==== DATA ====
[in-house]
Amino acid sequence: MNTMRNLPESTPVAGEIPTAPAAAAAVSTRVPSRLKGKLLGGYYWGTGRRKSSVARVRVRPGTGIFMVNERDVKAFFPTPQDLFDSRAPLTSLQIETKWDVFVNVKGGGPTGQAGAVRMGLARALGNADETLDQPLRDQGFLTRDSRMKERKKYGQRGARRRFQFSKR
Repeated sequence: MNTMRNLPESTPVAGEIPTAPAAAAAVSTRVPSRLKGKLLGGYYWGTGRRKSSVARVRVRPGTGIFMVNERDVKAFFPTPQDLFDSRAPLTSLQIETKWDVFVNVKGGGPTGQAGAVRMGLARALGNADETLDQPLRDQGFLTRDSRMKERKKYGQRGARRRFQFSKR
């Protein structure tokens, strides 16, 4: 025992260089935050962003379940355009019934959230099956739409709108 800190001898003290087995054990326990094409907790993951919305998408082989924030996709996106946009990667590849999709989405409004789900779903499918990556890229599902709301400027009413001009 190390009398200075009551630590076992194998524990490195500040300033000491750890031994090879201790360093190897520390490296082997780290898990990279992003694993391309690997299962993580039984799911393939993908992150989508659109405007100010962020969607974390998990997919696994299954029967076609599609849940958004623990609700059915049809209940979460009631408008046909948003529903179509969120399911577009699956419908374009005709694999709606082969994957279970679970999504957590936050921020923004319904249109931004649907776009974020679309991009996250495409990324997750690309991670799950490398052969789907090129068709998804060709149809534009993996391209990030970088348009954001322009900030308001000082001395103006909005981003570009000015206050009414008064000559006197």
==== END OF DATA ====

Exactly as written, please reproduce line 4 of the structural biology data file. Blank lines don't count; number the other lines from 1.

């Protein structure tokens, strides 16, 4: 025992260089935050962003379940355009019934959230099956739409709108 800190001898003290087995054990326990094409907790993951919305998408082989924030996709996106946009990667590849999709989405409004789900779903499918990556890229599902709301400027009413001009 190390009398200075009551630590076992194998524990490195500040300033000491750890031994090879201790360093190897520390490296082997780290898990990279992003694993391309690997299962993580039984799911393939993908992150989508659109405007100010962020969607974390998990997919696994299954029967076609599609849940958004623990609700059915049809209940979460009631408008046909948003529903179509969120399911577009699956419908374009005709694999709606082969994957279970679970999504957590936050921020923004319904249109931004649907776009974020679309991009996250495409990324997750690309991670799950490398052969789907090129068709998804060709149809534009993996391209990030970088348009954001322009900030308001000082001395103006909005981003570009000015206050009414008064000559006197």